The following dandelion chart for Richard shows him, his wife Ann Allison (born 1702) and two generations of descendants. The blue circle highlights Richard (1790-1868) whose son Richard married my fourth great aunt Ann Silversides and the green circle denotes John Saltmarsh (1806-1831) who married Ann, my second cousin five times removed.
So far, I haven’t found a connection between Richard’s family and the Saltmarshe gentry family.
My ancestors – Ann Silversides, my 4th great aunt, was baptised on 12 March 1823 in St Mary’s Church, Riccall. She married Richard Saltmarsh (1822-1900) on 6 July 1843 in the same church. Richard had been baptised to parents Richard Saltmarsh (1790-1868) and Sarah Simpson (born 1800) on 8 September 1822 in the nearby market town of Selby.
By 1851 the family were living Kelfield where Richard was described as a brickyard labourer. Richard and Ann had three sons. After Ann’s death Richard married Jane Wrigglesworth (born 1837) and they moved to Monk Fryston. By 1881 Richard was again a widower living in Lumby Hill in the parish of Monk Fryston in a multi-generational household, with his son Samuel (1848-1935), a railway platelayer, Samuel’s wife Sarah Jane Sykes (1850-1897) and two of their daughters. Richard death in 1900 was registered in the Pontefract civil registration district. More information for the family can be found in the following report.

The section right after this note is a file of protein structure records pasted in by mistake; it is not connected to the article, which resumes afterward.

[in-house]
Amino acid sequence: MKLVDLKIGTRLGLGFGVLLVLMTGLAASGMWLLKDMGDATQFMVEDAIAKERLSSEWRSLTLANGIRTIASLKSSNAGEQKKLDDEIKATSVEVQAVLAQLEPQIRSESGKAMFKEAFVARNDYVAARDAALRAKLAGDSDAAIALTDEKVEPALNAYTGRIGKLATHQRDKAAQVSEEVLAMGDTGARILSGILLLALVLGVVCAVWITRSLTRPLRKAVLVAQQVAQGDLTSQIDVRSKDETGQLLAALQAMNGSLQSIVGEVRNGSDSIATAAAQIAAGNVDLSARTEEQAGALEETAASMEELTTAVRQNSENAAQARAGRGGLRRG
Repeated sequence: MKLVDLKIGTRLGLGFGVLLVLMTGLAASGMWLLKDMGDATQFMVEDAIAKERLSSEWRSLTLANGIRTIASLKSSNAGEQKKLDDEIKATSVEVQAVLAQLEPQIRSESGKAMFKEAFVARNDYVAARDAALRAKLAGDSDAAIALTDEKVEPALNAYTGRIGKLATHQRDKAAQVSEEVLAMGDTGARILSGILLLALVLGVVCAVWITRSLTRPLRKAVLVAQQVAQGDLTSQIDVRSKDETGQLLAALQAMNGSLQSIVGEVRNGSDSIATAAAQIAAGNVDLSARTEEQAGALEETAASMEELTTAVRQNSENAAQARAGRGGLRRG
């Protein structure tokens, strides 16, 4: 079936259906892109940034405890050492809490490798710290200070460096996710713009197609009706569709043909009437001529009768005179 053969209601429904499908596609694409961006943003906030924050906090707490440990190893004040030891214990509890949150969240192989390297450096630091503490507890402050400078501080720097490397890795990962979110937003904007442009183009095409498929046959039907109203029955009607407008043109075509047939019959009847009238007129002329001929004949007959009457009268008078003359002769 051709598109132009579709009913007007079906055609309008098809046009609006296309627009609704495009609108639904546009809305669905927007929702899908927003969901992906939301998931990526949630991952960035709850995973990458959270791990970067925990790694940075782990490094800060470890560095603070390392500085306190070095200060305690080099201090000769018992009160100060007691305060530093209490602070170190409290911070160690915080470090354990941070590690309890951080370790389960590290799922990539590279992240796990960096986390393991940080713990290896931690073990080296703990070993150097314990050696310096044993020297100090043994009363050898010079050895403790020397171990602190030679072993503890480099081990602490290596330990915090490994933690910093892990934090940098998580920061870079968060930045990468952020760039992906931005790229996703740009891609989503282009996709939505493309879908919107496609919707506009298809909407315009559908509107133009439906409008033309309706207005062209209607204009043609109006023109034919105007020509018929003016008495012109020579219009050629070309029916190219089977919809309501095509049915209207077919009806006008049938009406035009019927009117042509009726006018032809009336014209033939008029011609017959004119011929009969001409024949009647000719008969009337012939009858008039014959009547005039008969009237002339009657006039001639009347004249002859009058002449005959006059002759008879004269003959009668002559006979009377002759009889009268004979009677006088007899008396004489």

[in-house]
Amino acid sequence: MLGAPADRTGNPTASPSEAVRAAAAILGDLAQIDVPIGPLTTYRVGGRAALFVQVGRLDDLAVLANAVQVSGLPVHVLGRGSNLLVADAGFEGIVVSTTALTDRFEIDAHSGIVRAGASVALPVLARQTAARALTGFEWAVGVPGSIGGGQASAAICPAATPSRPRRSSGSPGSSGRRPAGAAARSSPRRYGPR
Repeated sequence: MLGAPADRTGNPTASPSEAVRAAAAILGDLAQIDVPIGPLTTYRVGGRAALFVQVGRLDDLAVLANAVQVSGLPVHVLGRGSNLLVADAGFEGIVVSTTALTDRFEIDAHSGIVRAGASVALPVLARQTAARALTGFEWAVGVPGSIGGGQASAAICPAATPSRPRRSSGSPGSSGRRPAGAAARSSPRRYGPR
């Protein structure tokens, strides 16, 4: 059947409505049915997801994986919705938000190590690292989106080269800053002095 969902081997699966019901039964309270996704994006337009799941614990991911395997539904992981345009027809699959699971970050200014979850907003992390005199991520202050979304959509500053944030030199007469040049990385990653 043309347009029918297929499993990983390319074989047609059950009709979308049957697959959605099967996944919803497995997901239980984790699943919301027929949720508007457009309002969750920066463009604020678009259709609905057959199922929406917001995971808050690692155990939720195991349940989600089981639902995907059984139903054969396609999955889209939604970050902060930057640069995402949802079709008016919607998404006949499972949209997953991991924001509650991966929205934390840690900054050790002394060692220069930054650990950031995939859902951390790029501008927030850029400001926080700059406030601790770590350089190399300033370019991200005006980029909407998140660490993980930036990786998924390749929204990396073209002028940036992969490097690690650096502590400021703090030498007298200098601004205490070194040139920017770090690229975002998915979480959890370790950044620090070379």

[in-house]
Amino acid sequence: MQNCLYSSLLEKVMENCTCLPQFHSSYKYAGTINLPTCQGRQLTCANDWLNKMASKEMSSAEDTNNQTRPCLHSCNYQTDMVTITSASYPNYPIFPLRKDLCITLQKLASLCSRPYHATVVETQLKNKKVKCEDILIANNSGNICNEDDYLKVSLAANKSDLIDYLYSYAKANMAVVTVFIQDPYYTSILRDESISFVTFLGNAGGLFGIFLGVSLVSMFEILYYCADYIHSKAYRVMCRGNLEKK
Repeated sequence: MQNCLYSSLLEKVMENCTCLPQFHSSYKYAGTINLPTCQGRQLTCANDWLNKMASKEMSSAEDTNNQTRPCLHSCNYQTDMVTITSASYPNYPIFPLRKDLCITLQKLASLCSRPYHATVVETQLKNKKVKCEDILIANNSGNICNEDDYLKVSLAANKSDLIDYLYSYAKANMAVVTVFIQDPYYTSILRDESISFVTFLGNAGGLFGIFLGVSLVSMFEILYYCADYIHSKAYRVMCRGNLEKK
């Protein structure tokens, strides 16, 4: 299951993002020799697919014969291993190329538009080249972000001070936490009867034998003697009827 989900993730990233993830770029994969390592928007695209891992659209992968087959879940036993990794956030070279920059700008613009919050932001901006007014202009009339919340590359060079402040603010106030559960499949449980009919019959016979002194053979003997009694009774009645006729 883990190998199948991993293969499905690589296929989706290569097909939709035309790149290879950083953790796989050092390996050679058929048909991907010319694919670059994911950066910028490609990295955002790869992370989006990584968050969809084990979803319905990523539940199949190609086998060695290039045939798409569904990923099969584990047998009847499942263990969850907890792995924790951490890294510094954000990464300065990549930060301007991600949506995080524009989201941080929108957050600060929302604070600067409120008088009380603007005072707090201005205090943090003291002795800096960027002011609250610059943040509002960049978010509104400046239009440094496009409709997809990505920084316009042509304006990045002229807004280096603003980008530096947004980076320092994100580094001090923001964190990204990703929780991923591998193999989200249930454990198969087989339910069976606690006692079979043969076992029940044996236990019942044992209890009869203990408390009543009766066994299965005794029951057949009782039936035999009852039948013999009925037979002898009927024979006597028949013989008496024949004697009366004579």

The people marked on report, Mark in blue and Mary and George Thompson in green, are discussed in the next two sections of this blog post.
Mark Saltmarsh – the divorce in 1877 – Mark (1851-1921) was the youngest son of Richard Saltmarsh and Ann Silversides. He was born in 1851 in Kelfield and baptised on 25 May 1851 in St Helen’s church in the nearby village of Stillingfleet.
Mark was recorded in the 1861 census living with his aunt Jane Silversides (born 1827) and uncle Thomas Pickersgill (born 1821) in Walmgate, York. He married his first wife Lucy Toes (born 1855) on 21 February 1871 in York Registry Office and by the 1871 census they were living with her parents at 34 Oxford Street, York. Mark was described as an engine fitter. According to Mark and Lucy’s divorce papers they had moved to 22 English Street, Hull later in April 1871. Mark said that Lucy had lived with him for about 11 days before returning to York.